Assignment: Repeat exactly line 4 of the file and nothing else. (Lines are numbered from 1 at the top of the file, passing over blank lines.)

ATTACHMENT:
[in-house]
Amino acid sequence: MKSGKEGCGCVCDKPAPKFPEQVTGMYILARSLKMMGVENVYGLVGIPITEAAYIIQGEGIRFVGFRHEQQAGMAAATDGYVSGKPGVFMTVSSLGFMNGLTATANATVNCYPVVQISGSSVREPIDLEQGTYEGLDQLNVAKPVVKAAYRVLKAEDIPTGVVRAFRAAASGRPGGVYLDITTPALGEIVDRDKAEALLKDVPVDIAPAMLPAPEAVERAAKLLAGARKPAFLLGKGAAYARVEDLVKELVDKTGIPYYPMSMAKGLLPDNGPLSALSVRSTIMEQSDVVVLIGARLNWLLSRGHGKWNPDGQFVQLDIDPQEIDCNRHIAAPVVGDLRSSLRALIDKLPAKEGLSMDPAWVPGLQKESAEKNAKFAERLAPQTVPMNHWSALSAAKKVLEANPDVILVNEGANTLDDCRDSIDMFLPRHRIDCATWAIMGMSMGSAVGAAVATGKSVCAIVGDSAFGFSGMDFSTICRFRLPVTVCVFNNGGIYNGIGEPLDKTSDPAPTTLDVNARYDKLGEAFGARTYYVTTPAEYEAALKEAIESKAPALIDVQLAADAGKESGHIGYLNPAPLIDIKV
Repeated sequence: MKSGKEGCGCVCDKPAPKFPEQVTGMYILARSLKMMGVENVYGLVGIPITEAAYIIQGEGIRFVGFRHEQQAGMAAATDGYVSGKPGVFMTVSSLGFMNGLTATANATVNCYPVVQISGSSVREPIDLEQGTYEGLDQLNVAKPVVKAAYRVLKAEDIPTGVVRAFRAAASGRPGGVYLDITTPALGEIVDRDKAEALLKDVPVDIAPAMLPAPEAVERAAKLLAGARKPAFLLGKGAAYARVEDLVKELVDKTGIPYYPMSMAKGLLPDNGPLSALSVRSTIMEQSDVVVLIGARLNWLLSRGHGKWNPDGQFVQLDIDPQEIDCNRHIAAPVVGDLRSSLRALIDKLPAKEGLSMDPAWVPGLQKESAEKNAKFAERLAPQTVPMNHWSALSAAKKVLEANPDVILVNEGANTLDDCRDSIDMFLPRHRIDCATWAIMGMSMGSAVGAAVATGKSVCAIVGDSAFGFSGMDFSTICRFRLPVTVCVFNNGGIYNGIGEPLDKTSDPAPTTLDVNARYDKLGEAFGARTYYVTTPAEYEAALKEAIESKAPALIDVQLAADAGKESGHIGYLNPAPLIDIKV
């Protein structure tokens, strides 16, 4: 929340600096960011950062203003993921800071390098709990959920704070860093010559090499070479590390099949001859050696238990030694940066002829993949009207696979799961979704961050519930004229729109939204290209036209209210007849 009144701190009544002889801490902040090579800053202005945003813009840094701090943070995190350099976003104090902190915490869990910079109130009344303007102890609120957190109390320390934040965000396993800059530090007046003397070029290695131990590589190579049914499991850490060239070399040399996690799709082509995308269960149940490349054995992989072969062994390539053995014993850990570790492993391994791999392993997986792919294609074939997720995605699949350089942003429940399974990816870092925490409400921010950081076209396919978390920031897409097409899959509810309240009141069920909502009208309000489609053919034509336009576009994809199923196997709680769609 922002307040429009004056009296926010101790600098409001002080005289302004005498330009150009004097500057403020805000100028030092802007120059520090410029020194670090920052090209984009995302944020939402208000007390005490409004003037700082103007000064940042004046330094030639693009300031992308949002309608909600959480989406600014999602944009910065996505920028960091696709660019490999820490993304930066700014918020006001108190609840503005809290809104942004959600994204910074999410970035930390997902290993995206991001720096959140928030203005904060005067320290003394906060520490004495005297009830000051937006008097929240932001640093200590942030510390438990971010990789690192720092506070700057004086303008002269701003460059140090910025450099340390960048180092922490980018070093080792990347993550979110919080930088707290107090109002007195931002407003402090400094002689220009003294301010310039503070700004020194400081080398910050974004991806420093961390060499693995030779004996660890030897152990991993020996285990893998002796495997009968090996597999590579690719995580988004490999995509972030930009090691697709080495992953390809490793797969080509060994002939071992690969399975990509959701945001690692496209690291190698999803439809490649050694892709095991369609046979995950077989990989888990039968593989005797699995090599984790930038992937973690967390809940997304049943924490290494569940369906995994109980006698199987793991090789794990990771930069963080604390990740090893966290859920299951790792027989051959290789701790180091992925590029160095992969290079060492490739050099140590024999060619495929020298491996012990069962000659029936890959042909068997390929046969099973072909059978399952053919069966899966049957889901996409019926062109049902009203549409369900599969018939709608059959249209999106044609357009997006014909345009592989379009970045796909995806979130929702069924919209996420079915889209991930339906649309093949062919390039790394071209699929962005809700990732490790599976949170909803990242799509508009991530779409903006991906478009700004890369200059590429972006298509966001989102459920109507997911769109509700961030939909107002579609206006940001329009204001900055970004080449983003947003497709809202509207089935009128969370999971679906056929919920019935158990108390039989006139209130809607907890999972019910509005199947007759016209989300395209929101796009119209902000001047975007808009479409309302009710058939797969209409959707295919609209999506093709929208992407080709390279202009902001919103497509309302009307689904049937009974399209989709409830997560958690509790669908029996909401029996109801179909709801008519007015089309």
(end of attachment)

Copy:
């Protein structure tokens, strides 16, 4: 929340600096960011950062203003993921800071390098709990959920704070860093010559090499070479590390099949001859050696238990030694940066002829993949009207696979799961979704961050519930004229729109939204290209036209209210007849 009144701190009544002889801490902040090579800053202005945003813009840094701090943070995190350099976003104090902190915490869990910079109130009344303007102890609120957190109390320390934040965000396993800059530090007046003397070029290695131990590589190579049914499991850490060239070399040399996690799709082509995308269960149940490349054995992989072969062994390539053995014993850990570790492993391994791999392993997986792919294609074939997720995605699949350089942003429940399974990816870092925490409400921010950081076209396919978390920031897409097409899959509810309240009141069920909502009208309000489609053919034509336009576009994809199923196997709680769609 922002307040429009004056009296926010101790600098409001002080005289302004005498330009150009004097500057403020805000100028030092802007120059520090410029020194670090920052090209984009995302944020939402208000007390005490409004003037700082103007000064940042004046330094030639693009300031992308949002309608909600959480989406600014999602944009910065996505920028960091696709660019490999820490993304930066700014918020006001108190609840503005809290809104942004959600994204910074999410970035930390997902290993995206991001720096959140928030203005904060005067320290003394906060520490004495005297009830000051937006008097929240932001640093200590942030510390438990971010990789690192720092506070700057004086303008002269701003460059140090910025450099340390960048180092922490980018070093080792990347993550979110919080930088707290107090109002007195931002407003402090400094002689220009003294301010310039503070700004020194400081080398910050974004991806420093961390060499693995030779004996660890030897152990991993020996285990893998002796495997009968090996597999590579690719995580988004490999995509972030930009090691697709080495992953390809490793797969080509060994002939071992690969399975990509959701945001690692496209690291190698999803439809490649050694892709095991369609046979995950077989990989888990039968593989005797699995090599984790930038992937973690967390809940997304049943924490290494569940369906995994109980006698199987793991090789794990990771930069963080604390990740090893966290859920299951790792027989051959290789701790180091992925590029160095992969290079060492490739050099140590024999060619495929020298491996012990069962000659029936890959042909068997390929046969099973072909059978399952053919069966899966049957889901996409019926062109049902009203549409369900599969018939709608059959249209999106044609357009997006014909345009592989379009970045796909995806979130929702069924919209996420079915889209991930339906649309093949062919390039790394071209699929962005809700990732490790599976949170909803990242799509508009991530779409903006991906478009700004890369200059590429972006298509966001989102459920109507997911769109509700961030939909107002579609206006940001329009204001900055970004080449983003947003497709809202509207089935009128969370999971679906056929919920019935158990108390039989006139209130809607907890999972019910509005199947007759016209989300395209929101796009119209902000001047975007808009479409309302009710058939797969209409959707295919609209999506093709929208992407080709390279202009902001919103497509309302009307689904049937009974399209989709409830997560958690509790669908029996909401029996109801179909709801008519007015089309």